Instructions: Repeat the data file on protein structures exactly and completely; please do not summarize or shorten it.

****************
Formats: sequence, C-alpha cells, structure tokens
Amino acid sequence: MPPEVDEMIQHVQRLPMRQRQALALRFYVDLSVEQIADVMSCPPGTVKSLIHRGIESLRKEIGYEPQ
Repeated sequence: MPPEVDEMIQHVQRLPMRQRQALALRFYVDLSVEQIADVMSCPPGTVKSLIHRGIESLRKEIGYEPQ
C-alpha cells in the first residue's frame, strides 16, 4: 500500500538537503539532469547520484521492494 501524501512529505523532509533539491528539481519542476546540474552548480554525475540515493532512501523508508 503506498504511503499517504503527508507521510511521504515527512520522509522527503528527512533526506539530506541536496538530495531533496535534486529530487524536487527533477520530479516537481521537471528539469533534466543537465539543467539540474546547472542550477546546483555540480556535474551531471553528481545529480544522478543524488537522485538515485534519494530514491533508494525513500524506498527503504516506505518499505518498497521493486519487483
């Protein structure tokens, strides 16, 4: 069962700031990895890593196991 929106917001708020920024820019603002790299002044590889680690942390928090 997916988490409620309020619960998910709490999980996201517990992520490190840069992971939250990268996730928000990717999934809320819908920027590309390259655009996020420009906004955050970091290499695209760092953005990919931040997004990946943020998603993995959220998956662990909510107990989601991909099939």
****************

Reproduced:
Formats: sequence, C-alpha cells, structure tokens
Amino acid sequence: MPPEVDEMIQHVQRLPMRQRQALALRFYVDLSVEQIADVMSCPPGTVKSLIHRGIESLRKEIGYEPQ
Repeated sequence: MPPEVDEMIQHVQRLPMRQRQALALRFYVDLSVEQIADVMSCPPGTVKSLIHRGIESLRKEIGYEPQ
C-alpha cells in the first residue's frame, strides 16, 4: 500500500538537503539532469547520484521492494 501524501512529505523532509533539491528539481519542476546540474552548480554525475540515493532512501523508508 503506498504511503499517504503527508507521510511521504515527512520522509522527503528527512533526506539530506541536496538530495531533496535534486529530487524536487527533477520530479516537481521537471528539469533534466543537465539543467539540474546547472542550477546546483555540480556535474551531471553528481545529480544522478543524488537522485538515485534519494530514491533508494525513500524506498527503504516506505518499505518498497521493486519487483
């Protein structure tokens, strides 16, 4: 069962700031990895890593196991 929106917001708020920024820019603002790299002044590889680690942390928090 997916988490409620309020619960998910709490999980996201517990992520490190840069992971939250990268996730928000990717999934809320819908920027590309390259655009996020420009906004955050970091290499695209760092953005990919931040997004990946943020998603993995959220998956662990909510107990989601991909099939």